All feeds WSI feed Month Prods Mbytes Prods Mbytes /hr /hr /hr /hr 2000/09 47484 604.9 25709 282.2 2000/10 46422 560.4 25828 267.7 2000/11 44197 518.1 24368 235.4 2000/12 30425 245.0 19204 173.7 2001/01 40430 472.3 19835 180.3 2001/02 46121 512.0 20982 195.4 2001/03 48192 574.8 20314 197.0 2001/04 25715 330.8 30 2.1 2001/05 28939 395.7 31 2.7 2001/06 29465 395.2 32 2.6 2001/07 28085 341.8 32 2.7 2001/08 28874 342.2 38 3.3
Other changes in IDD data volume reflect
A data product's latency is defined as the time between a products arrival at its destination and the time at which the product was first added to the source site's queue for delivery to downstream hosts. Currently about 100 IDD hosts (out of 224 in the IDD) send in hourly product statistics, including the maximum product latency that occurred during the hour for each data stream. We are also testing a new program that sends product latencies for each feed every 15 seconds (see, for example, NOGAPS, DIFAX, NLDN latencies to the UCAR server), in preparation for using near real-time latency information to optimize routing topologies.
As an example of hourly product latencies, for the IDS|DDPLUS text data feed from 7:00am to 8:00am MDT on Sept 24, 2001, of all the products delivered:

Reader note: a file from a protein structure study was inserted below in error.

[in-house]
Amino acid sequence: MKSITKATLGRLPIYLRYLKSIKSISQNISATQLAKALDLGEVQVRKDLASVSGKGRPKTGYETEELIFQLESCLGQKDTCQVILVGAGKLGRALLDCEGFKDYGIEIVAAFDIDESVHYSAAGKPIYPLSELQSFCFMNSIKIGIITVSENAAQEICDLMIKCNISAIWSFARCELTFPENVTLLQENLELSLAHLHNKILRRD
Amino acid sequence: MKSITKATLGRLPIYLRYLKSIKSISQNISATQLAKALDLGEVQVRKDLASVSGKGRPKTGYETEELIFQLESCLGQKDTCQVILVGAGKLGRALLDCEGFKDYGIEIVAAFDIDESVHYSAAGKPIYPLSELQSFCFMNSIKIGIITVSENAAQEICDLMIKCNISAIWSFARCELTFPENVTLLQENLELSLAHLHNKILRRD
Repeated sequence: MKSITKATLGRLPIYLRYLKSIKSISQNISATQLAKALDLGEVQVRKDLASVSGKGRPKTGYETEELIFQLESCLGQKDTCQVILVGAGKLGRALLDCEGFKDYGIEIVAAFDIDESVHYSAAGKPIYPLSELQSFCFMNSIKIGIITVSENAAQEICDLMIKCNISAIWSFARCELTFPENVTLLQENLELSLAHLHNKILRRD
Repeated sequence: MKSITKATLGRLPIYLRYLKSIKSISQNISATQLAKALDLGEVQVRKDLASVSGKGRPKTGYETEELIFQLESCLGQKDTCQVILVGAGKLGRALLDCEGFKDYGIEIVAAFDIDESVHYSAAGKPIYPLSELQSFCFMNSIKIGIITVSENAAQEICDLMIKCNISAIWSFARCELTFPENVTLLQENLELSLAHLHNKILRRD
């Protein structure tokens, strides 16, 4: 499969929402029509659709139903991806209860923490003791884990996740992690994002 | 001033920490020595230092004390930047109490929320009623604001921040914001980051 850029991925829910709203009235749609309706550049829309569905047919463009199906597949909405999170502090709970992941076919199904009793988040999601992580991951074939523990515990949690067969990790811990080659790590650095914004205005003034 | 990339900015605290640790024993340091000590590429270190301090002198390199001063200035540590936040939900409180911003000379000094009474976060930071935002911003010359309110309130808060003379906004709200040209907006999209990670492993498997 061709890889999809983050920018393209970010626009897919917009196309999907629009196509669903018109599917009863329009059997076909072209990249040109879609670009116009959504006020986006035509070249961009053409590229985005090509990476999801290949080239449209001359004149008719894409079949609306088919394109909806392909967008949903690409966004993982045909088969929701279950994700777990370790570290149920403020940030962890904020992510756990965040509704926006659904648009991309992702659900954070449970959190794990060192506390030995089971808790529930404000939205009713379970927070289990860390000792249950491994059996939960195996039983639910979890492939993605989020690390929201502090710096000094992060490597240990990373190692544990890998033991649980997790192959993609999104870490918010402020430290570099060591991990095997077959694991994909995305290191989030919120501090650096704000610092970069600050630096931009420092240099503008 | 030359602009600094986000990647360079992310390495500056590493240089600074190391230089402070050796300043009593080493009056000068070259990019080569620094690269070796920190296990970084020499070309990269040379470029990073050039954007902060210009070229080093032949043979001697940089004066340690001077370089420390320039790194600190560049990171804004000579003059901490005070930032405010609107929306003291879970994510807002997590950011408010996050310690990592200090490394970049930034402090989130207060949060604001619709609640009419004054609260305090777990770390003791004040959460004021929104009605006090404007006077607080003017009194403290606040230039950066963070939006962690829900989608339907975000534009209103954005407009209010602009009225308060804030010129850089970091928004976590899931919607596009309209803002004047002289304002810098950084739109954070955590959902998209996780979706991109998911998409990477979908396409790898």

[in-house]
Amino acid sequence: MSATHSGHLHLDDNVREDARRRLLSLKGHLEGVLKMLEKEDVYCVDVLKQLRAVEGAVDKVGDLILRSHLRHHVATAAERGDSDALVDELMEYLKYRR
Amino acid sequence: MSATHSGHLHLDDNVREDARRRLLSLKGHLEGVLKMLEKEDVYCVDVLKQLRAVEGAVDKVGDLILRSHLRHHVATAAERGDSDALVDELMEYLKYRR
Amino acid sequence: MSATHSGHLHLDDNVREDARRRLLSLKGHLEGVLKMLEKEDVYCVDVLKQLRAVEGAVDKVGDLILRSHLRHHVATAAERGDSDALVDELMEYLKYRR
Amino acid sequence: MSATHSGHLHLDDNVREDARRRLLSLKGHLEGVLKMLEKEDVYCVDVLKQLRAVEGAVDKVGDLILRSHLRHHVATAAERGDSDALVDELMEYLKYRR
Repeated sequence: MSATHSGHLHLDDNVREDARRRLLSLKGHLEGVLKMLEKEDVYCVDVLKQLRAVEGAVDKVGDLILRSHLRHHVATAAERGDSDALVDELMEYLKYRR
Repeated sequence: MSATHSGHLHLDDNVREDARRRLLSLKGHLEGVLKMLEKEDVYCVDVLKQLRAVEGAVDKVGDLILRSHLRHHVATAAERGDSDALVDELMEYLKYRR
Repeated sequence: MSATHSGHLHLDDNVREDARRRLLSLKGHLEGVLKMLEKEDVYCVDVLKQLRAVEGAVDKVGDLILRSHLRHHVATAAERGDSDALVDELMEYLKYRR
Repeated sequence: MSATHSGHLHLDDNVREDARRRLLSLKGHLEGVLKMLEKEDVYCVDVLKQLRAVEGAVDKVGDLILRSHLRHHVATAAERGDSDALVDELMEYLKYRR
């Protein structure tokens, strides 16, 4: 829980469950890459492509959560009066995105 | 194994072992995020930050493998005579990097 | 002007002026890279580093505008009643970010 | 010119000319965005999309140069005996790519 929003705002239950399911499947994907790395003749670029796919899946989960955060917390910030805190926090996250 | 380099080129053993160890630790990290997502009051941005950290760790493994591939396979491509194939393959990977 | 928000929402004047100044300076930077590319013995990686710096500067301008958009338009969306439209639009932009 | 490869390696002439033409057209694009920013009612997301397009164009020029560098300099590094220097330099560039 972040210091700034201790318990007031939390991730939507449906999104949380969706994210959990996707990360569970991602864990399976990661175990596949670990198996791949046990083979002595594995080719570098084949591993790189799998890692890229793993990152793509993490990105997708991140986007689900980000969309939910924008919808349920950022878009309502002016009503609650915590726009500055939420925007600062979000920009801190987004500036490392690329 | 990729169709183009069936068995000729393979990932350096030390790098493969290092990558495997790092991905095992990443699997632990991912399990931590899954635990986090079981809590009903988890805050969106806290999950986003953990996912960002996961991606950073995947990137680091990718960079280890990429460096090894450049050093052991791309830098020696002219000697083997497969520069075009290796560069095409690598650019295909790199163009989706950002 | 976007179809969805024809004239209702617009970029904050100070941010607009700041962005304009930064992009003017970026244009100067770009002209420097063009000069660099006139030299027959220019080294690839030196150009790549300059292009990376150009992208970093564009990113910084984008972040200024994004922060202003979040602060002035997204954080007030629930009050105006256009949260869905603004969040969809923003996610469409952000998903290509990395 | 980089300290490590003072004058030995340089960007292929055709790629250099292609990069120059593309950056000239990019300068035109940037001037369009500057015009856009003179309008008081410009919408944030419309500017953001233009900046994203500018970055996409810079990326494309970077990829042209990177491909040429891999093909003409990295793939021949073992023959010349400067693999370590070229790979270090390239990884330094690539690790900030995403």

58% had latency less than 1 second 67% had latency less than 2 seconds 76% had latency less than 5 seconds 79% had latency less than 15 seconds 85% had latency less than 30 seconds 90% had latency less than 60 seconds 97% had latency less than 5 minutes 99% had latency less than 6 minutes 100% had latency less than 23 minutes
There are multiple causes for high product latencies, some of them feed-specific. For example, when all the outputs from a model run are dumped into the product queue at the source site at the same time, product latencies will rise as products sit in the queue waiting for bandwidth to downstream hosts. Other factors that can lead to large latencies include:
Here's an example of product latencies over a more extended period (one week ending on Sept 24, 2001) from the IDS|DDPLUS text data feed, for over 100,000,000 data products delivered to 98 sites. (This may not have been a typical week, because the LDM on the UCAR server was rebooted and a 75-second clock skew was noticed on another high-level source site.) Of all the products delivered:
43% had latency less than 1 second 48% had latency less than 2 seconds 54% had latency less than 5 seconds 61% had latency less than 15 seconds 66% had latency less than 30 seconds 73% had latency less than 60 seconds 85% had latency less than 5 minutes 93% had latency less than 15 minutes 99% had latency less than 52 minutes 100% had latency less than 89 minutes
It can be difficult to interpret aggregate statistics such as these for long time periods that include multiple confounding factors from transient problems. Latency statistics for individual sites sometimes show simpler patterns that can aid in diagnosing real problems. Ultimately, users' degree of satisfaction with the timeliness of the data has often been a better indicator of problems with the IDD than aggregate latencies.